David Covarrubias

Mechanical Designer David Covarrubias builds robots for commercials, films..and also to improve people's lives.

Director David Covarrubias' short film PERFECT RED is definitely worth checking out…13 minutes of well-spent viewing…Top shelf stuff.
Mr. Intolerance
Film Reviewer at DVD Resurrections.

About David

Mechanical Designer David Covarrubias has worked on all kinds of feature-films: IRON MAN, ISLAND OF DR. MOREAU, INSTINCT, INSPECTOR GADGET…and that’s just the movies starting with “I.” Born in Guadalajara, Mexico on March 14th 1968, Dave’s interest in Special Effects came about differently from most people who are drawn to creature creation from a love of filmmaking or fascination with horror or sci-fi. Rather, Dave was essentially a “techno-nerd.” Fascinated with robotics since before he could speak, he acquired basic design and machining skills at an early age thanks to his his parents’ aerospace manufacturing company.

After high school, Dave started his own company; a small CNC machine shop doing production machining for larger aerospace companies. These were not happy years. Dave found the monotony and lack of opportunity for creative exploration stultifying. To stay sane, he spent time building robots out of 5 gallon buckets, lawnmower parts and some machined parts. Never imagining that he could turn his passion into a career, Dave shut the business down and moved to San Diego to finish his college general ed requirements. There Dave happened to catch a show called “Movie Magic.” In Dave’s own words, “At that moment the sky split open and a beam of light came down upon me...  I think I even heard a chorus of angels singing in the background... well maybe it wasnt quite that dramatic but one thing was for sure...  I knew exactly what my calling was.”

Dave started sending dozens of letters randomly to effects shops without even really understanding what kind of effects they actually did. His skill set and luck landed him an internship at Michael Burnett Productions, a makeup effects company known for lower budget and special venue productions. Moving to Los Angeles, Dave found himself both overworked and underpaid, but he was given invaluable gifts: a doorway into the industry, and an education in the basics in all departments. At MBP, Dave had the opportunity to paint, sculpt, puppeteer, mold, lifecast, etc as well as work in the mechanical department.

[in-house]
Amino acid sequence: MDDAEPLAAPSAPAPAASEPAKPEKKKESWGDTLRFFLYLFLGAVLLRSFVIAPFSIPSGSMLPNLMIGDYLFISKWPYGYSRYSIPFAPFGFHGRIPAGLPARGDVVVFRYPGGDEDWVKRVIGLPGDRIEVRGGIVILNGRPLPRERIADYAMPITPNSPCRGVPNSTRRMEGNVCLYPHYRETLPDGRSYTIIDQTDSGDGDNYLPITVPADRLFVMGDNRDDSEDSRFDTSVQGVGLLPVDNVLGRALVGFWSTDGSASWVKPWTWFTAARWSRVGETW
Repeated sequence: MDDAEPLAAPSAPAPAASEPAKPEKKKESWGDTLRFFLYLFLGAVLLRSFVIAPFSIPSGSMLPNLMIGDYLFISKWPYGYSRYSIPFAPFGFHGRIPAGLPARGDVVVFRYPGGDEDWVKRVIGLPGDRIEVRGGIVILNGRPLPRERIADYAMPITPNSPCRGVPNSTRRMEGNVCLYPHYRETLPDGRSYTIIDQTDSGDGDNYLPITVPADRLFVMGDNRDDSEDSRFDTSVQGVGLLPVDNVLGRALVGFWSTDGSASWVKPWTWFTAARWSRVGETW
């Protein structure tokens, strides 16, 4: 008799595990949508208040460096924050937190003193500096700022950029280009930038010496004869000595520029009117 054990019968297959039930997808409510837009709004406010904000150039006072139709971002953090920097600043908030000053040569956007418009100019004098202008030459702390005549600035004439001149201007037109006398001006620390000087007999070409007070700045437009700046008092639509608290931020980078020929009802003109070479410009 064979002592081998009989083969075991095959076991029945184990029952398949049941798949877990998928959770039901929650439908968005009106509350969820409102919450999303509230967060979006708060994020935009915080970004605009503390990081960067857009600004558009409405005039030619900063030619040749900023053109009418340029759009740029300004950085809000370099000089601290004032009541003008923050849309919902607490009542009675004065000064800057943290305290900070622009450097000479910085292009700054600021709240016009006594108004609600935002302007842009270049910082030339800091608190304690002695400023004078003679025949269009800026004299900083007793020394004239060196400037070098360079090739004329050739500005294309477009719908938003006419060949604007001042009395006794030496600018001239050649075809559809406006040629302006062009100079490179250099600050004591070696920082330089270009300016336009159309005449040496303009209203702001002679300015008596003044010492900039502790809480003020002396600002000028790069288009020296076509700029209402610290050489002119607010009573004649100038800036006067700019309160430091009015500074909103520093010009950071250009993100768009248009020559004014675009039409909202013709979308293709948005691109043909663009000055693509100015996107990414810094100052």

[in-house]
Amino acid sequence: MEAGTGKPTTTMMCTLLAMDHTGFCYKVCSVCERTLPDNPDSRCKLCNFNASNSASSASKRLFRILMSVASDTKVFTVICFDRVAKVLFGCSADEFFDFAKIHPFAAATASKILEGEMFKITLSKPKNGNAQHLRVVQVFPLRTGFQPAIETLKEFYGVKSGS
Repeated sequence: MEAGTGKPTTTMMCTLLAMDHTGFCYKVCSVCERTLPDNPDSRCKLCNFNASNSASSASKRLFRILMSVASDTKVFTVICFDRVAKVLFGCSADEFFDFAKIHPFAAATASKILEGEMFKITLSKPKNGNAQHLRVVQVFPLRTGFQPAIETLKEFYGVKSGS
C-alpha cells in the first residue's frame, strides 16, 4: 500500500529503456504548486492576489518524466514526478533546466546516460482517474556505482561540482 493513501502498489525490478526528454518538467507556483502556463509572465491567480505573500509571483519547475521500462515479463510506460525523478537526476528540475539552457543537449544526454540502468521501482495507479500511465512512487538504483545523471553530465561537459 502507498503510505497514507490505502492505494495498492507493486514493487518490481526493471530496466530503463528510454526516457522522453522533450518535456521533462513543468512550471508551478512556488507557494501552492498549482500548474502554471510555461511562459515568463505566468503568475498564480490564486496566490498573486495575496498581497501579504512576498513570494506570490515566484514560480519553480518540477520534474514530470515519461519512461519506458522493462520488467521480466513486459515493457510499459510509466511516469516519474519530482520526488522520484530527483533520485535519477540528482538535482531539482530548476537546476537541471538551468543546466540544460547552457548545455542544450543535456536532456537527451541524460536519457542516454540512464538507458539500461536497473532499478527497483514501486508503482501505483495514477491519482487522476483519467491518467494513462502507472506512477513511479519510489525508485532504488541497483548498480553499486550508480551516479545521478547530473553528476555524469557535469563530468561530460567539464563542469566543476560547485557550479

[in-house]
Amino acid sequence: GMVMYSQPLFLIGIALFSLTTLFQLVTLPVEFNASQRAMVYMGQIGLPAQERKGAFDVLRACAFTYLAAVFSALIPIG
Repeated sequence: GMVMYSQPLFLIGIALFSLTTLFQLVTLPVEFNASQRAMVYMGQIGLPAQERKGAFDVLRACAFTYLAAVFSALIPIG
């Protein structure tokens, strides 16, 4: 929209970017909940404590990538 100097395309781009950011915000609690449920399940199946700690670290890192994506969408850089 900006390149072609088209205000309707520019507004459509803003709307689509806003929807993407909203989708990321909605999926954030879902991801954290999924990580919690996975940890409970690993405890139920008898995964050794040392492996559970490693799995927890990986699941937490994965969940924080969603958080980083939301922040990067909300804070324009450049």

When the mechanical effects supervisor at MBP moved on, Dave was left as the only employee in the department. In his interview with the Stan Winston Studio, his position may have led to the impression that he was running the mechanical shop at MBP. Whether the supervisors at SWS were impressed, or just desperate for help, they offered Dave a position on a project. Dave worked incredibly hard to be sure they never realized the depth of his inexperience in the field.  He spent his lunch breaks examining and absorbing as much of the amazing output that had come from the studio as possible. He worked on the animatronic body for the mutant baby in ISLAND OF DR. MOREAU, and stayed with the crew who moved on to THE LOST WORLD: JURASSIC PARK. Dave designed the animatronic arms on the Raptors and Pachys and with every new job came more and more knowledge and responsibility. After Stan passed away, Dave moved along with the crew to Legacy Effects, where he is currently a lead mechanical designer.

Due to his aerospace machining background, Dave’s specialty is small precision work. He enjoys work that involves robotics and programming of micro-controllers as well as work on characters that require a solid understanding of human anatomy to achieve believable organic motion. He also loves exploring new technology and getting it to work for other purposes.

Dave splits his time between commercial work and features. Commercial work is faster paced and Dave appreciates the opportunity to travel and to develop his skills as a puppeteer, but in most cases commercials don't offer the time or budget to do bar-raising work. The right film can bring amazing challenges without as many restrictions—an ideal scenario for an innovator.

In the past few years, Dave has been focusing his attention on anatomy and microcontroller programming. A self-described “tinkerer/inventor” Dave is currently finishing up a high-end prosthetic arm for a family member as well as a device to help paralyzed people have a better quality of life. These projects are self-funded with the hope that someday Dave will be able to get this technology directly to the needy without the huge medical markups that make such devices unaffordable to most people. Through his startup company, Assisted Living Innovations and the Open Source community Dave hopes that this dream will become a reality in the near future.

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